New Meteor Shower this Weekend Potentially Dazzling or Dud

Published 05/21 2014 12:09PM

Updated 05/21 2014 03:05PM

Image credit: NASA/JPL
North America may be treated to a dazzling display of meteors streaking across the early
morning sky this Saturday. Or, potentially nothing at all.

According to NASA, the May Camelopardalids, is a never before seen meteor shower caused
by dust from Comet 209P/LINEAR.

Meteor showers are caused when Earth passes through a comet debris stream of tiny dust
and rocks called meteoroids. When these meteoroids fall through earth's atmosphere, they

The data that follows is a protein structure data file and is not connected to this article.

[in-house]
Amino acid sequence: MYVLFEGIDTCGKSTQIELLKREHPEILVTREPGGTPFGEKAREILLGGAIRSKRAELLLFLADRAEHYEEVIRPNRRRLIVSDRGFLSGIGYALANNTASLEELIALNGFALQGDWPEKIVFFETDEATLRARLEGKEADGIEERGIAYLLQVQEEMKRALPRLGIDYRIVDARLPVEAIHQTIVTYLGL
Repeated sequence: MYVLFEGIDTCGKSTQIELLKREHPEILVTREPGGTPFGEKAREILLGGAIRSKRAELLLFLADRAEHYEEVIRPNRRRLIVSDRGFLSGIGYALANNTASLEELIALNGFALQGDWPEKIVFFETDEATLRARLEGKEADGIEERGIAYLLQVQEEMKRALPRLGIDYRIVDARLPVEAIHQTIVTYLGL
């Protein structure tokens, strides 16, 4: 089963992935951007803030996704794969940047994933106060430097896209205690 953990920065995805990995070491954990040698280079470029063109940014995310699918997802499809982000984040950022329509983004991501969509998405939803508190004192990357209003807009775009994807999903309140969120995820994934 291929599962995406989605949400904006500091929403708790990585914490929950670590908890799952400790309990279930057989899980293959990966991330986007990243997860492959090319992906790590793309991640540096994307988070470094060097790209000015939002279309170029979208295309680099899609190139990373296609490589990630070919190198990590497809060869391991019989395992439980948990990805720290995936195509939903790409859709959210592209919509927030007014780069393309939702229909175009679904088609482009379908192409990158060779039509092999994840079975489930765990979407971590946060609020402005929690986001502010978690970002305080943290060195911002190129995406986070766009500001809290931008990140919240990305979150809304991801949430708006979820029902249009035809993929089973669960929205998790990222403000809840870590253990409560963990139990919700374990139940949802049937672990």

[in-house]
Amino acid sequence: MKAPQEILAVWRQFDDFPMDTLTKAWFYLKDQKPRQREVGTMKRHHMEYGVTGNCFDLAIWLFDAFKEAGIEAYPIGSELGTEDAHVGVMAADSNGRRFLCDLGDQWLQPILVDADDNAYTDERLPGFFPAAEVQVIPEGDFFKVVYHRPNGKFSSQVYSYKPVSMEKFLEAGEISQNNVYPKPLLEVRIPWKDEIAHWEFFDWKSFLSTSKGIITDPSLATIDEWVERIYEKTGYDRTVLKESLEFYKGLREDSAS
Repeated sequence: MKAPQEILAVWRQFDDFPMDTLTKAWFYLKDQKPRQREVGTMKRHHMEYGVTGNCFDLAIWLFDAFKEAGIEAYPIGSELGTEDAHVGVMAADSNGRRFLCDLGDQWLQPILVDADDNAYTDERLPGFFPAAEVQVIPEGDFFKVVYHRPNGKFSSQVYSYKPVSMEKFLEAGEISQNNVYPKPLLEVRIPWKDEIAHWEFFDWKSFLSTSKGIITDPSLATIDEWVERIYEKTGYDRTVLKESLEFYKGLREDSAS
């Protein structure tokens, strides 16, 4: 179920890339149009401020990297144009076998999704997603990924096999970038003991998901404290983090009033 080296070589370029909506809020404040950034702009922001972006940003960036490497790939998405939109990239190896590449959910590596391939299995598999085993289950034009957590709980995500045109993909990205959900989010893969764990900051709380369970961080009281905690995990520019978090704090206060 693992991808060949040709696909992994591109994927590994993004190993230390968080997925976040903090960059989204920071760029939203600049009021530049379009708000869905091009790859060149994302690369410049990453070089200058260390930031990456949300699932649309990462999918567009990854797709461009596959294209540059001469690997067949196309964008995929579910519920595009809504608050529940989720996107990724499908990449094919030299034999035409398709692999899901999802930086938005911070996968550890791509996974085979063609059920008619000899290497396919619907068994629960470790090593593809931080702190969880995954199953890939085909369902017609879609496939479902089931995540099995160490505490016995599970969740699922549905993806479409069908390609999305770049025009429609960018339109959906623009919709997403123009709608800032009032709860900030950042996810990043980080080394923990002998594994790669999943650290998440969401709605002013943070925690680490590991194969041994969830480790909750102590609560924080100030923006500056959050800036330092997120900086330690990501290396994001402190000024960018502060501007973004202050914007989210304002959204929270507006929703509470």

are called meteors. Most meteors burn up before hitting the ground, but if they survive the
intense heat and hit the ground, it is called a meteorite.

On May 24th, earth will pass through a debris stream left behind in the 1800s by Comet

However, NASA experts are not sure how much debris will be available, creating uncertainty
on whether or not this new meteor shower will deliver.

Some forecasts predict more than 200 meteors per hour, according the head of NASA's Meteoroid
Environment Office, Dr. Bill Cooke.

Here in Texoma, the peak is expected to be between 1:00-3:00 am Saturday, May 24, 2014.

With clouds and much needed showers in the forecast, however, viewing the meteor shower
may be difficult.  

VIDEO: NASA On the Lookout for a New Meteor Shower

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